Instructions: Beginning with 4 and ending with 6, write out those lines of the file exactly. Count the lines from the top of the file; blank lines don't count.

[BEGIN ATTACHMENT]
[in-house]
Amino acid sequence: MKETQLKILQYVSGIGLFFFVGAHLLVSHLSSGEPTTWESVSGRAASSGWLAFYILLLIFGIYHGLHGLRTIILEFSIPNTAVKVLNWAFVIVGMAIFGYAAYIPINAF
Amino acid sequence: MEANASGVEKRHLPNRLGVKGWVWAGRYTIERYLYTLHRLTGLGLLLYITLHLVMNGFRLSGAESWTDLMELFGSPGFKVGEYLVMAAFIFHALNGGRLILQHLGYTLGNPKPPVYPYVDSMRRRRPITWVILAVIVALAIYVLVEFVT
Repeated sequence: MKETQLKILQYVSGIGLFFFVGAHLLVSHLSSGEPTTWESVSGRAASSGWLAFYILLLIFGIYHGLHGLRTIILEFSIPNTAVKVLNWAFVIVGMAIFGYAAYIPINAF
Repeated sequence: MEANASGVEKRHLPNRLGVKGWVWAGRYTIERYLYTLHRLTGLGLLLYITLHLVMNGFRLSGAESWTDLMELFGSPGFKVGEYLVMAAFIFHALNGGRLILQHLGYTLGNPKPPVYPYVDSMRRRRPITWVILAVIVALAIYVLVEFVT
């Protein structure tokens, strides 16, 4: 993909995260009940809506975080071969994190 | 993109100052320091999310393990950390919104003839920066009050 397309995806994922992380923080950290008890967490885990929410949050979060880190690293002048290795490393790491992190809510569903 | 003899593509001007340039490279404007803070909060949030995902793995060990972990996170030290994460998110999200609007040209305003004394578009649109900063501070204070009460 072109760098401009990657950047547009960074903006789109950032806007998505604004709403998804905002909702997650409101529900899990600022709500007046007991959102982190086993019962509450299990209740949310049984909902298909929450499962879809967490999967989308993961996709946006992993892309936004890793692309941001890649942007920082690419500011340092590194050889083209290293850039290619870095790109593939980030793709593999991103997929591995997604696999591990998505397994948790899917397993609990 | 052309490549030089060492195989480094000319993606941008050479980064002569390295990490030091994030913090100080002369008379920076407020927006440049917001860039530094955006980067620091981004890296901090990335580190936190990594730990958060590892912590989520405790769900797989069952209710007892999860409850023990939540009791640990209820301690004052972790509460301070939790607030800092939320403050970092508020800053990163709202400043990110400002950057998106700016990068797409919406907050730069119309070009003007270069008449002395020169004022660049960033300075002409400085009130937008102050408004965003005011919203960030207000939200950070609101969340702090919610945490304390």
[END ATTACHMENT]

Repeated sequence: MKETQLKILQYVSGIGLFFFVGAHLLVSHLSSGEPTTWESVSGRAASSGWLAFYILLLIFGIYHGLHGLRTIILEFSIPNTAVKVLNWAFVIVGMAIFGYAAYIPINAF
Repeated sequence: MEANASGVEKRHLPNRLGVKGWVWAGRYTIERYLYTLHRLTGLGLLLYITLHLVMNGFRLSGAESWTDLMELFGSPGFKVGEYLVMAAFIFHALNGGRLILQHLGYTLGNPKPPVYPYVDSMRRRRPITWVILAVIVALAIYVLVEFVT
């Protein structure tokens, strides 16, 4: 993909995260009940809506975080071969994190 | 993109100052320091999310393990950390919104003839920066009050 397309995806994922992380923080950290008890967490885990929410949050979060880190690293002048290795490393790491992190809510569903 | 003899593509001007340039490279404007803070909060949030995902793995060990972990996170030290994460998110999200609007040209305003004394578009649109900063501070204070009460 072109760098401009990657950047547009960074903006789109950032806007998505604004709403998804905002909702997650409101529900899990600022709500007046007991959102982190086993019962509450299990209740949310049984909902298909929450499962879809967490999967989308993961996709946006992993892309936004890793692309941001890649942007920082690419500011340092590194050889083209290293850039290619870095790109593939980030793709593999991103997929591995997604696999591990998505397994948790899917397993609990 | 052309490549030089060492195989480094000319993606941008050479980064002569390295990490030091994030913090100080002369008379920076407020927006440049917001860039530094955006980067620091981004890296901090990335580190936190990594730990958060590892912590989520405790769900797989069952209710007892999860409850023990939540009791640990209820301690004052972790509460301070939790607030800092939320403050970092508020800053990163709202400043990110400002950057998106700016990068797409919406907050730069119309070009003007270069008449002395020169004022660049960033300075002409400085009130937008102050408004965003005011919203960030207000939200950070609101969340702090919610945490304390």